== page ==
Titan IVis a "stretched" Titan III with non-optional solid rocket boosters. It could be launched either with the Centaur upper stage, with the IUS (Inertial Upper Stage) or without any upper stage. It was almost exclusively used to launch U.S. Military payloads, though it was also used to launch NASA's Cassini probeto Saturn in 1997. Titan IV was the most powerful unmanned rocket in the United States, and was extremely expensive to operate. By the time the Titan IV was operational the requirements of the Department of Defence for a heavy booster had declined due to improvements in the longevity of military satellites, and the fall of the Soviet Union. As a result, when including the cost of ground operations and facilities for the Titan IV at Vandenberg AFB, the unit cost was very high.
Liquid oxygen is dangerous to use in an enclosed space, such as a
missile silo, and cannot be stored for long periods in the booster oxidizer tank. Several Atlas and Titan I rockets exploded and destroyed their silos. The Martin Companywas able to improve the design with the Titan II. The RP-1/LOX combination was replaced by a room-temperature fuel whose oxidizer did not require cryogenicstorage. The same first stage rocket engines were used with some modifications. The diameter of the second stage was increased to match the first stage. The Titan II's hypergolic fuel and oxidizer ignited on contact, but they were highly toxic and corrosive liquids. The fuel was hydrazineand the oxidizer was nitrogen tetroxide.
There were several accidents in Titan II silos resulting in loss of life and/or serious injuries. In August 1965, 53 construction workers were killed when hydraulic fluid used in the Titan II caught fire in a missile silo northwest of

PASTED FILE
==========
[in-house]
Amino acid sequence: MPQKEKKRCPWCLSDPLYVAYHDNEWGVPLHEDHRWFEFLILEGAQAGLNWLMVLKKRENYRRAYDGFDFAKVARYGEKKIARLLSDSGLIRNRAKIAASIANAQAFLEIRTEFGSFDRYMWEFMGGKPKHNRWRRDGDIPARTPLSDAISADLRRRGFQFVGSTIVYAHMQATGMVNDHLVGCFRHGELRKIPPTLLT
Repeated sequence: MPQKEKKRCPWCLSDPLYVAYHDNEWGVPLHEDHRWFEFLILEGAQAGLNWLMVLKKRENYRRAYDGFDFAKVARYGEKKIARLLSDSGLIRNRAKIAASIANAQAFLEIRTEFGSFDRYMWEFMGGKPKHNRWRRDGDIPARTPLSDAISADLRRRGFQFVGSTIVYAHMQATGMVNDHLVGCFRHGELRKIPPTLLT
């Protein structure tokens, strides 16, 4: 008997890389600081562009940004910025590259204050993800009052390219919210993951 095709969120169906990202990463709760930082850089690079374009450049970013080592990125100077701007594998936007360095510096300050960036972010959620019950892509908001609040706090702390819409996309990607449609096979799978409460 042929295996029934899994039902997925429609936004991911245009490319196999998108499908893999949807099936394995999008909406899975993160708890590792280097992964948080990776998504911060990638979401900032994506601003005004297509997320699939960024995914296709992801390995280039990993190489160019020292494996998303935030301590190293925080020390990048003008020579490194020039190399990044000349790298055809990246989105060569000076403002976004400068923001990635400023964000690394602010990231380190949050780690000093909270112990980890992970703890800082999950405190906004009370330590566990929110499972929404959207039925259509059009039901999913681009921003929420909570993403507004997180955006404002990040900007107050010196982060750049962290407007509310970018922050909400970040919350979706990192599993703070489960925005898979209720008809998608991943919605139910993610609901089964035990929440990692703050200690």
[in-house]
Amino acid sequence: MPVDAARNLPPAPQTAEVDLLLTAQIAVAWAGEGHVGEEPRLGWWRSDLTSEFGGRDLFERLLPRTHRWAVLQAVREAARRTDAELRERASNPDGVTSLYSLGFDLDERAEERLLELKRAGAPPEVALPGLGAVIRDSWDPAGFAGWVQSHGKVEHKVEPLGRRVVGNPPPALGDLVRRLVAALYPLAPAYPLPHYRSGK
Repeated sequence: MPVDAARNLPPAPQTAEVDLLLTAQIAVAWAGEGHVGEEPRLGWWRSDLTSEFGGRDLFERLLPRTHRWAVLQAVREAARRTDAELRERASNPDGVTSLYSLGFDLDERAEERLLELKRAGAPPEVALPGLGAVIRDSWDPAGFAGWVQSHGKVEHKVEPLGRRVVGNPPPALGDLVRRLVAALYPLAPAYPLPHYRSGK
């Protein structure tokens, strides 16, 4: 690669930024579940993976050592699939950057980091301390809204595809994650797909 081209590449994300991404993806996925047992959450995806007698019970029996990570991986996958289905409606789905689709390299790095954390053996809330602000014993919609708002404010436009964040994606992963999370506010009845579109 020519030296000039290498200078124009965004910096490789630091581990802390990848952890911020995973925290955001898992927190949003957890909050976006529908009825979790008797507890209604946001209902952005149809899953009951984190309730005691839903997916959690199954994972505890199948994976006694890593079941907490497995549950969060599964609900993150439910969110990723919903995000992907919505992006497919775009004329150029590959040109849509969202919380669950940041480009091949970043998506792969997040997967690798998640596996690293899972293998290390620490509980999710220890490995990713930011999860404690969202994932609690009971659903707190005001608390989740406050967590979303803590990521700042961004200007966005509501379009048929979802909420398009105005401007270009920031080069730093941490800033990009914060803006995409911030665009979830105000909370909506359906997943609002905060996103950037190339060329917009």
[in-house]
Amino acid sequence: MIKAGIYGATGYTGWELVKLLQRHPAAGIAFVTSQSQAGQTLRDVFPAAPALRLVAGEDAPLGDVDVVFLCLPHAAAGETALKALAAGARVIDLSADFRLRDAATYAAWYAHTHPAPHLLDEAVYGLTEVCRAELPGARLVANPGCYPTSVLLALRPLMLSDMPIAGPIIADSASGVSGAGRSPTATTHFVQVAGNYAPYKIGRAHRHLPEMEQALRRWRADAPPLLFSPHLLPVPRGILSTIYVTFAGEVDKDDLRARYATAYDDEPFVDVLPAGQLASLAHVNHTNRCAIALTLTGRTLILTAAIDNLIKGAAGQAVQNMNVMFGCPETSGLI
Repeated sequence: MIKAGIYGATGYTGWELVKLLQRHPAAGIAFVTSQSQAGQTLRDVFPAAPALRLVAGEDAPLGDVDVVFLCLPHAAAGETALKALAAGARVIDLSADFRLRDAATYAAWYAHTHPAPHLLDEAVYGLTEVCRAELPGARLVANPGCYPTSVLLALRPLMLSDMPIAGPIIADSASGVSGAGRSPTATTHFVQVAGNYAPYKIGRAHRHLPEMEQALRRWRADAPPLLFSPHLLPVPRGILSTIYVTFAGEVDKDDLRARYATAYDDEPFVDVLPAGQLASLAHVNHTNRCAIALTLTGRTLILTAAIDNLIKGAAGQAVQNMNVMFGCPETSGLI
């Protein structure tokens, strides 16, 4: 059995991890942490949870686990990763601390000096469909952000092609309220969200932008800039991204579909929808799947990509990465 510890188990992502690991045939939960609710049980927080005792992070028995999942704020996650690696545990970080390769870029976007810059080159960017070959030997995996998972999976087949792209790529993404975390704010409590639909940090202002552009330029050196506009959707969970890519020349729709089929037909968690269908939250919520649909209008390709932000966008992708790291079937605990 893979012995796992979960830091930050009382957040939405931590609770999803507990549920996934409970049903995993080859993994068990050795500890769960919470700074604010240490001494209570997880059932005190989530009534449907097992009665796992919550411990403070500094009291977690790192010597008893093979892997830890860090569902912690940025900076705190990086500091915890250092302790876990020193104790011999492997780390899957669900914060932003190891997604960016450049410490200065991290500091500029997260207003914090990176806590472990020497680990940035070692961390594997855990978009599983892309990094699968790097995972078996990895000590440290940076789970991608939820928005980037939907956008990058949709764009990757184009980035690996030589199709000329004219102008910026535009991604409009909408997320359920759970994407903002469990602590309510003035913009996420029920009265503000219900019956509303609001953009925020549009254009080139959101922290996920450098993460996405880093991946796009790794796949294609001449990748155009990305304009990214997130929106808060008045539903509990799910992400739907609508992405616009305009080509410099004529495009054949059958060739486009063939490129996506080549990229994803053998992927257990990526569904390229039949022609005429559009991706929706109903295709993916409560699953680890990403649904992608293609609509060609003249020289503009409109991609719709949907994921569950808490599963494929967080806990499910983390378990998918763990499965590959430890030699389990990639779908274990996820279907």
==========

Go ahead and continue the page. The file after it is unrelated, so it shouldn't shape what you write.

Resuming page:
Searcy, Arkansas. The liquid fuel missiles were prone to developing leaks of their toxic propellants. Nine airmen were killed at a site outside Rock, Kansas, in the late 1970s when a missile in its silo leaked propellant. Later, another site, at Potwin, Kansas, leaked fuel and was closed, but there were no fatalities. In September 1980, at another Titan II silo (374-7) near Damascus, Arkansas, a technician dropped a wrench that broke the skin of the missile. Leaking rocket fuel ignited and blew the 8,000 lb nuclear warhead out of the silo. It landed harmlessly several hundred feet away. [ [http://www.time.com/time/magazine/article/0,9171,952781,00.html "Light on the Road to Damascus"] "Time" magazine, 29 September 1980 accessed 12 September 2006] This marked the beginning of the end for the Titan II as an ICBM. The 54 Titan II's were replaced in the U.S. arsenal by 50 MX "Peacekeeper" solid-fuel rocketmissiles in late 1980s. 54 Titan IIs had been fielded along with some 1000 Minutemen from the mid-1960s through the mid-1980s. Most of the decommissioned Titan II ICBMs were refurbished and used for Air Force space launch vehicles, with a perfect launch success record.
Current status of Titans
As of 2006, the Titan family of rockets is obsolete. The high cost of using
hydrazineand nitrogen tetroxide, along with the special care that was needed due to their toxicity, proved too much compared to the higher-performance liquid hydrogenor RP-1-fueled vehicles, with a liquid oxygenoxidizer. The current owners of the Titan line ( Lockheed-Martin) decided to extend its Atlas family of rockets instead of the more expensive Titans, along with joint ventures to sell launches on the Russian Proton and the new Boeing-built Delta IV class of medium and heavy-lift launch vehicles. The next-to-last Titan was launched successfully from Cape Canaveral on 29 April 2005. The final Titan launched successfully from Vandenberg AFB on 19 October 2005, carrying a secret payload for the National Reconnaissance Office. There are approximately twenty Titan IIs at AMARC in Tucson, Arizonaset to be scrapped or used as monuments. [ [http://cgi.govliquidation.com/auction/view?id=1650637&convertTo=USD Government Liquidation ] ]